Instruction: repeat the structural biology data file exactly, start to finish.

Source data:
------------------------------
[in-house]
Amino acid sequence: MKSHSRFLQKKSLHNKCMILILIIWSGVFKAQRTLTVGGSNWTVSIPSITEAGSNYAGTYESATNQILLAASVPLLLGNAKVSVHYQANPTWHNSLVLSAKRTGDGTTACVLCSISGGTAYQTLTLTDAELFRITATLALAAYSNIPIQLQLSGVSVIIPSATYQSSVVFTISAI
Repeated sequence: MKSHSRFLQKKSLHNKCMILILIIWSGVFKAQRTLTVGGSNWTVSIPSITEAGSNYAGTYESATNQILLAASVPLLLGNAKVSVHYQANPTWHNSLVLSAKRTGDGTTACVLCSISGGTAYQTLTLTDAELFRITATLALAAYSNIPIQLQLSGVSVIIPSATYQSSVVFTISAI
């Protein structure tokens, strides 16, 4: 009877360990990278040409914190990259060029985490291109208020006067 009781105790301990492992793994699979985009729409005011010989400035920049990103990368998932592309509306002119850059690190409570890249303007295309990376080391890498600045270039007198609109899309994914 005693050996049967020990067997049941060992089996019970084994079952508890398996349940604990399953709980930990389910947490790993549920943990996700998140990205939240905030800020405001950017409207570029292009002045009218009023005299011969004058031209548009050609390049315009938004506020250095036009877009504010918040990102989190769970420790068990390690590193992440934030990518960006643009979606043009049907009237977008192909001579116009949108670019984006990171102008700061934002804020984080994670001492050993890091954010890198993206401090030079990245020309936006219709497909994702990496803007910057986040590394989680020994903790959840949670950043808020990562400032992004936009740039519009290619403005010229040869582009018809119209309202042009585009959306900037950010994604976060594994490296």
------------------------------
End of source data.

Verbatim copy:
[in-house]
Amino acid sequence: MKSHSRFLQKKSLHNKCMILILIIWSGVFKAQRTLTVGGSNWTVSIPSITEAGSNYAGTYESATNQILLAASVPLLLGNAKVSVHYQANPTWHNSLVLSAKRTGDGTTACVLCSISGGTAYQTLTLTDAELFRITATLALAAYSNIPIQLQLSGVSVIIPSATYQSSVVFTISAI
Repeated sequence: MKSHSRFLQKKSLHNKCMILILIIWSGVFKAQRTLTVGGSNWTVSIPSITEAGSNYAGTYESATNQILLAASVPLLLGNAKVSVHYQANPTWHNSLVLSAKRTGDGTTACVLCSISGGTAYQTLTLTDAELFRITATLALAAYSNIPIQLQLSGVSVIIPSATYQSSVVFTISAI
């Protein structure tokens, strides 16, 4: 009877360990990278040409914190990259060029985490291109208020006067 009781105790301990492992793994699979985009729409005011010989400035920049990103990368998932592309509306002119850059690190409570890249303007295309990376080391890498600045270039007198609109899309994914 005693050996049967020990067997049941060992089996019970084994079952508890398996349940604990399953709980930990389910947490790993549920943990996700998140990205939240905030800020405001950017409207570029292009002045009218009023005299011969004058031209548009050609390049315009938004506020250095036009877009504010918040990102989190769970420790068990390690590193992440934030990518960006643009979606043009049907009237977008192909001579116009949108670019984006990171102008700061934002804020984080994670001492050993890091954010890198993206401090030079990245020309936006219709497909994702990496803007910057986040590394989680020994903790959840949670950043808020990562400032992004936009740039519009290619403005010229040869582009018809119209309202042009585009959306900037950010994604976060594994490296």